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And Sometimes “Y”

I remember learning as a child the song that goes something like “a-e-i-o-u-and sometimes y.” I’d taken my elementary teacher’s word for it that every single one of those were a vowel, and had never really thought about the difference between vowels and consonants. I figured, as long as I can spell words correctly, who cares? For years, I’ve taken great interest in the English language, but neglected to examine some of its finer points until a writer friend of mine asked the question, “Why is it only sometimes Y?” I tried to answer, but found that even though I felt I knew why deep down, I could not piece together a complete response.

I embarked on a journey to get some answers, and made a surprising discovery along the way. Before we get down and dirty with the consonant that is even more mind boggling than “sometimes y,” let’s take a look at why the 25th letter of the alphabet swings both ways.

First off, the difference between consonants and and vowels is worth knowing, especially if you are a poet or a singer. According to Oxford, a vowel is “a speech sound which is produced by comparatively open configuration of the vocal tract, with vibration of the vocal cords but without audible friction…”, while a consonant is “a basic speech sound in which the breath is at least partly obstructed.”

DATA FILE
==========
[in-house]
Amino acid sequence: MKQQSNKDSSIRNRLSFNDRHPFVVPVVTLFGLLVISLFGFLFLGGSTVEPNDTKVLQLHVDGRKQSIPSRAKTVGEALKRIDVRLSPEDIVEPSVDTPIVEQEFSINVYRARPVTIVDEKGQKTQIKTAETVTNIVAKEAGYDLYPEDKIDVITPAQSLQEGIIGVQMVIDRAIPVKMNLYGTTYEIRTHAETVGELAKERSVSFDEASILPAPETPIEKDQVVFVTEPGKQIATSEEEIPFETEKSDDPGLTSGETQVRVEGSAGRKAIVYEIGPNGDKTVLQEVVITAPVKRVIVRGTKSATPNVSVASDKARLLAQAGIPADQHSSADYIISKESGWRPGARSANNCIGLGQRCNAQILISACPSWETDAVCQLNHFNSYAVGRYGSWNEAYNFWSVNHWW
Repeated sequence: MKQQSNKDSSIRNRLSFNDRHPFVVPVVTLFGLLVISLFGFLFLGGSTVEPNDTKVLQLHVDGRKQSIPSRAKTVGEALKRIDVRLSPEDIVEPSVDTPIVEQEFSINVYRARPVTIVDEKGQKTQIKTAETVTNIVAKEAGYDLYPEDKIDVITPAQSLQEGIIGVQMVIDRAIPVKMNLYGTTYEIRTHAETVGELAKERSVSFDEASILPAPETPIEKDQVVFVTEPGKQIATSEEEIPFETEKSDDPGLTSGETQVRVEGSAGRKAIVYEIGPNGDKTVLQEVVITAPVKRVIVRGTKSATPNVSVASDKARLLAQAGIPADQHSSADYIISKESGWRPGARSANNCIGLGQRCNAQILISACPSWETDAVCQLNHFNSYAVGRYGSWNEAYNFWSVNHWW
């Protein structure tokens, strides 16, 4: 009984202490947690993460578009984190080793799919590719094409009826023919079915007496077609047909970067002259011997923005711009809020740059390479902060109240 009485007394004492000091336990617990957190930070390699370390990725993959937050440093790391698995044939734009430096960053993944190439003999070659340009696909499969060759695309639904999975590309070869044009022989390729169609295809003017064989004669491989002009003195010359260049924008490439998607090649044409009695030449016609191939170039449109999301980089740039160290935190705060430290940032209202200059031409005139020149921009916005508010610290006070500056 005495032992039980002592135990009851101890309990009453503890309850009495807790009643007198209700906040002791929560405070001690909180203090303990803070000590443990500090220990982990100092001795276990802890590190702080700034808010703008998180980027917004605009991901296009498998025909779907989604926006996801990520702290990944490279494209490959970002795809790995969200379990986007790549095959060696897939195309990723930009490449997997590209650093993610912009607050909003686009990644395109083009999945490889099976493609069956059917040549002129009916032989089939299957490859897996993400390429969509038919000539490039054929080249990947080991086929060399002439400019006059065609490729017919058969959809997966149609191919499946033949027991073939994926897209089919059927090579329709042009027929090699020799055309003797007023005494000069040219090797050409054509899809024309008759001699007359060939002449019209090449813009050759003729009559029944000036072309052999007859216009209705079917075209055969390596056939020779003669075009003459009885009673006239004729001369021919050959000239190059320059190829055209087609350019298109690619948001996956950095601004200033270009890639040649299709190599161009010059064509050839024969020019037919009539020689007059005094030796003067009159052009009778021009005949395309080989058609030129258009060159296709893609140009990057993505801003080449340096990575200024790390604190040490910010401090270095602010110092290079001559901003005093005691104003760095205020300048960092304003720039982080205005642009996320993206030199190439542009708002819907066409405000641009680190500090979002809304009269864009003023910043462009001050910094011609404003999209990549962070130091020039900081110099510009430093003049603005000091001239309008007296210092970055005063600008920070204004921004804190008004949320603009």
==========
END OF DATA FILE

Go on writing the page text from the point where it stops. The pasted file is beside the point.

That being said, Y is easy to recognize in consonant form, such as in the word “yellow” or “barnyard.” Sometimes, however, the letter becomes part of this super creepy thing called a dipthong. A dipthong is is a pair of vowels that, when combined, create a new sound. Some good examples of these kinds of pairs are “ai” and “au.” When Y is next to another vowel, it can actually adopt vowel qualities. This concept is a lot easier to imagine if you play around with the pronunciation of each letter enough.

As it turns out, language has a sort of mathematical quality that can make another consonant a vowel by the same logic. The letter W (yep, you read correctly) can also become a “semi-vowel” when part of a dipthong. The concept of this one is a little bit harder to grasp than Y, but it is technically possible. Grammar Girl tells us that in words such as “claw” and “few,” the letter W becomes a vowel. She even goes on to say that W can stand alone as a vowel, such as in the word “cwm.”